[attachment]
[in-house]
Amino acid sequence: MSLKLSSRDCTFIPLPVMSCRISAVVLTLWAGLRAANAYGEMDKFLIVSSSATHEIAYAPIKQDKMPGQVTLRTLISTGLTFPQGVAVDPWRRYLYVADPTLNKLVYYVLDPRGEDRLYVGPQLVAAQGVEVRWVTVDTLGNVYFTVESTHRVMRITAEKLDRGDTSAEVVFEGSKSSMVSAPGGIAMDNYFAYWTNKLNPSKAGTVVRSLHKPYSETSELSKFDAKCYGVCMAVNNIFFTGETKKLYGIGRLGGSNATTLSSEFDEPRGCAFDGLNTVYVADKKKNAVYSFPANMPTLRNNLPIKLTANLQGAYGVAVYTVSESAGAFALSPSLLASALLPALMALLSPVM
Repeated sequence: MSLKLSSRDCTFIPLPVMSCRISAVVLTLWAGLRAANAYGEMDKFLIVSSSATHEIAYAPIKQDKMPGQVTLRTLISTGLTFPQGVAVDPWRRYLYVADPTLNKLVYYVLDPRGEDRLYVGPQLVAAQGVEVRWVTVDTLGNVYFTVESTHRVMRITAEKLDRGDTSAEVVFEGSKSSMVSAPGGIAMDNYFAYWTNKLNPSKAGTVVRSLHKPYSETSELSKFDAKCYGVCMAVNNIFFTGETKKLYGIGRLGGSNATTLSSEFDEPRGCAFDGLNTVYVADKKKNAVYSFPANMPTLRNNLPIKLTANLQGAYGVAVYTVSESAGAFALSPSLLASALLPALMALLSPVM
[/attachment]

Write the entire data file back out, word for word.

[in-house]
Amino acid sequence: MSLKLSSRDCTFIPLPVMSCRISAVVLTLWAGLRAANAYGEMDKFLIVSSSATHEIAYAPIKQDKMPGQVTLRTLISTGLTFPQGVAVDPWRRYLYVADPTLNKLVYYVLDPRGEDRLYVGPQLVAAQGVEVRWVTVDTLGNVYFTVESTHRVMRITAEKLDRGDTSAEVVFEGSKSSMVSAPGGIAMDNYFAYWTNKLNPSKAGTVVRSLHKPYSETSELSKFDAKCYGVCMAVNNIFFTGETKKLYGIGRLGGSNATTLSSEFDEPRGCAFDGLNTVYVADKKKNAVYSFPANMPTLRNNLPIKLTANLQGAYGVAVYTVSESAGAFALSPSLLASALLPALMALLSPVM
Repeated sequence: MSLKLSSRDCTFIPLPVMSCRISAVVLTLWAGLRAANAYGEMDKFLIVSSSATHEIAYAPIKQDKMPGQVTLRTLISTGLTFPQGVAVDPWRRYLYVADPTLNKLVYYVLDPRGEDRLYVGPQLVAAQGVEVRWVTVDTLGNVYFTVESTHRVMRITAEKLDRGDTSAEVVFEGSKSSMVSAPGGIAMDNYFAYWTNKLNPSKAGTVVRSLHKPYSETSELSKFDAKCYGVCMAVNNIFFTGETKKLYGIGRLGGSNATTLSSEFDEPRGCAFDGLNTVYVADKKKNAVYSFPANMPTLRNNLPIKLTANLQGAYGVAVYTVSESAGAFALSPSLLASALLPALMALLSPVM